There's a quote in the book, I can't recall who said it, along the lines of "Hopkins spent millions for research but not one penny for show." When James Angell, president of the University of Michigan, spoke at the ceremony commemorating Gilman's tenure, he said he was so proud of the fact that Gilman put the money into people as opposed to squares and quads and alumni centers. He didn't use those phrases, but yes, whatever capital they had went directly into hiring the best faculty you could find. These graduate students had attended picturesque campuses in bucolic settings, so the stark contrast with downtown Baltimore was really quite jarring.
There's no other story in all of higher education of a university president going out and recruiting like Gilman. I mean, he went to Europe and all along the Eastern seaboard to hire the six original faculty members. He knew that a great faculty was what was going to attract the talent of the fellows and the graduate students. And that's exactly what happened.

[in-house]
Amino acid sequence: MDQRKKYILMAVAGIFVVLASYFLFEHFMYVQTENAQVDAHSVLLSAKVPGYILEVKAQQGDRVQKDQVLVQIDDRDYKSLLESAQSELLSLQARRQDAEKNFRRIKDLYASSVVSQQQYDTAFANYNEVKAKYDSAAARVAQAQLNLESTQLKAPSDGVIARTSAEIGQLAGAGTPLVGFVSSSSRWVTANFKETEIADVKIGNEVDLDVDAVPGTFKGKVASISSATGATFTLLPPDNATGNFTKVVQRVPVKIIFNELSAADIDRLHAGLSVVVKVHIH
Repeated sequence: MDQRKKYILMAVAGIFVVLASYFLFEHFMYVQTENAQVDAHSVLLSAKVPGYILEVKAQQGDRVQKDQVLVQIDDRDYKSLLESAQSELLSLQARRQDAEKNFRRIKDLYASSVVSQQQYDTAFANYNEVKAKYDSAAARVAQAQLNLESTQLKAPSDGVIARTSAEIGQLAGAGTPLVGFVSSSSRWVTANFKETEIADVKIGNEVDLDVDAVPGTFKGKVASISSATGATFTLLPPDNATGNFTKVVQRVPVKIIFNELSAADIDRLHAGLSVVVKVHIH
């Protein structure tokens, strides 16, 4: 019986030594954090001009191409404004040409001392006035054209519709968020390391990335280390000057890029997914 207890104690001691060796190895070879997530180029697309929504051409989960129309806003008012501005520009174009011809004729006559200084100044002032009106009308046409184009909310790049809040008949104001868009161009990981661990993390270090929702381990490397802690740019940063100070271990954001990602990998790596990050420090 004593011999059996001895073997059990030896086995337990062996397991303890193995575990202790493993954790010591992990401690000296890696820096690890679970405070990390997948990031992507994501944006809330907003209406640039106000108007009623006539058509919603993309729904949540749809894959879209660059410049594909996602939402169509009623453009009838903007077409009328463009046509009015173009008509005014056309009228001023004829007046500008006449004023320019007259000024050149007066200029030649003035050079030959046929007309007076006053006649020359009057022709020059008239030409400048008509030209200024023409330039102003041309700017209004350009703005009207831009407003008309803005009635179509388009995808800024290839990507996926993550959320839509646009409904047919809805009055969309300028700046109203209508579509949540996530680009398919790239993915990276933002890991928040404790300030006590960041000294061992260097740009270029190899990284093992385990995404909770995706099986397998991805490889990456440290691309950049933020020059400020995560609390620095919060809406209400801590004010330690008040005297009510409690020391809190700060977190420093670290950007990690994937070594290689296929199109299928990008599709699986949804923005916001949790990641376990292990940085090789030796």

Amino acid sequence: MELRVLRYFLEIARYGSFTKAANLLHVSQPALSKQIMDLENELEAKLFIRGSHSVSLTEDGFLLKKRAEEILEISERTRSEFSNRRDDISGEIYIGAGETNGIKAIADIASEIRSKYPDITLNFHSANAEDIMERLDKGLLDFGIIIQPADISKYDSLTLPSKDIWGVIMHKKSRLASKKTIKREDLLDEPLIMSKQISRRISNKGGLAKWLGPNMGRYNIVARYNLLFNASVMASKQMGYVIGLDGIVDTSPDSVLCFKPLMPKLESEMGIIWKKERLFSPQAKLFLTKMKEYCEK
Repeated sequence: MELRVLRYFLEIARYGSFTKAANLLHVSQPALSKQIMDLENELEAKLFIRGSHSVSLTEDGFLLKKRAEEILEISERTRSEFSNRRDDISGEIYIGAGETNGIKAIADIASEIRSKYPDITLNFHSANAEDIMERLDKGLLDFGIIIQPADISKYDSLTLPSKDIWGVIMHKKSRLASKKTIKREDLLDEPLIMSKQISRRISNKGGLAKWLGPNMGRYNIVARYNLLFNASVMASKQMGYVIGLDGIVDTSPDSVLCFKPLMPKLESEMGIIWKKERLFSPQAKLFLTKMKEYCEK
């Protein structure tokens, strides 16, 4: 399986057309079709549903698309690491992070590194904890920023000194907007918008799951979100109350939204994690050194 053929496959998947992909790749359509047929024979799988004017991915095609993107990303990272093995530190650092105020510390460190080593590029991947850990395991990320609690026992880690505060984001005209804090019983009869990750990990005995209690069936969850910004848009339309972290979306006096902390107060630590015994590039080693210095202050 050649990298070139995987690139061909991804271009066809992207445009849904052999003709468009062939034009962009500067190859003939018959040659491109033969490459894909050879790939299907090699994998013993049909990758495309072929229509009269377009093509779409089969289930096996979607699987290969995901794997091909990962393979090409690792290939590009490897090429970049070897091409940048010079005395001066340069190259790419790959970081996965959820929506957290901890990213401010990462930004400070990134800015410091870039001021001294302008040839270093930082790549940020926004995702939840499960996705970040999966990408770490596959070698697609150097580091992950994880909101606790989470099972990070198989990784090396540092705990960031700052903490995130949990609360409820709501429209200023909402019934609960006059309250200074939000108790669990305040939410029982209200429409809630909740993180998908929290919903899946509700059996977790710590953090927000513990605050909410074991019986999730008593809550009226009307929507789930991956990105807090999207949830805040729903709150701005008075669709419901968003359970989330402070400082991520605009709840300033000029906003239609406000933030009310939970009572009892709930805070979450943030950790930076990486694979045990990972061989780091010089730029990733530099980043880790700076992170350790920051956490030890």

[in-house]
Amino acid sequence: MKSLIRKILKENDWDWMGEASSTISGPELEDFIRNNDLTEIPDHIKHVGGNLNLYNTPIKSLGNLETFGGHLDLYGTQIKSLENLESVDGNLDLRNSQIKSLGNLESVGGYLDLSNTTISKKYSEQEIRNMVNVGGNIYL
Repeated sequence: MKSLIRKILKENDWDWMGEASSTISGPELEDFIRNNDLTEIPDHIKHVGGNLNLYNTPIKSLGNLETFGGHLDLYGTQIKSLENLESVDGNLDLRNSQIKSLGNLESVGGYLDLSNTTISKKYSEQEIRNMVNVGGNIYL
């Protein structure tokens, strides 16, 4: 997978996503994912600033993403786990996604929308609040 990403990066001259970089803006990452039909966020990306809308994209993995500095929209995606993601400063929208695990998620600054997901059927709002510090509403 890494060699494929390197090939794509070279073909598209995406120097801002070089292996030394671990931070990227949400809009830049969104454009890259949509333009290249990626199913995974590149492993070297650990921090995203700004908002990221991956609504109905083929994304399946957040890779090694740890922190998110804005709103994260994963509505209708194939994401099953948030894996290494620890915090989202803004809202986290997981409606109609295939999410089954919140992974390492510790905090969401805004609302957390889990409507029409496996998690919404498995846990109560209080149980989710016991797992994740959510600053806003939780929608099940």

What surprised you about Gilman?
As I got more into his life and into his letters, I learned of all these personal challenges he had. He had a brother who was convicted of embezzlement and went to Sing Sing to serve hard time. Gilman's first wife, Mary Van Winker Ketcham, died, and one of his daughters was quite sick early in life. Gilman's sister came to live with the family and care for her. His youngest daughter, Elisabeth, went on to have quite a career as a politician, running for office many times. She was an amazing advocate for social justice and for immigration at a time when that was not happening in a lot of places, particularly in Baltimore.
What do you hope people learn from this book? What relevance does his life have today?
Gilman was a tremendous visionary and powerful orator and used this phrase in his 1876 inaugural speech when the university was a very modest set of buildings on Little Ross Street: "We launch our bark upon the Patapsco, and send it forth to unknown seas." No one had any idea what Johns Hopkins University would turn into, but Gilman and the trustees—along with the original faculty and the remarkable classes of graduate students—knew that they were part of something unique and transformational. The model of today's modern research university—with the teaching hospitals, billions of dollars of sponsored research, and pathbreaking discoveries—was spawned by Gilman and his colleagues. And we stand as the beneficiaries of that 19th-century temerity and commitment.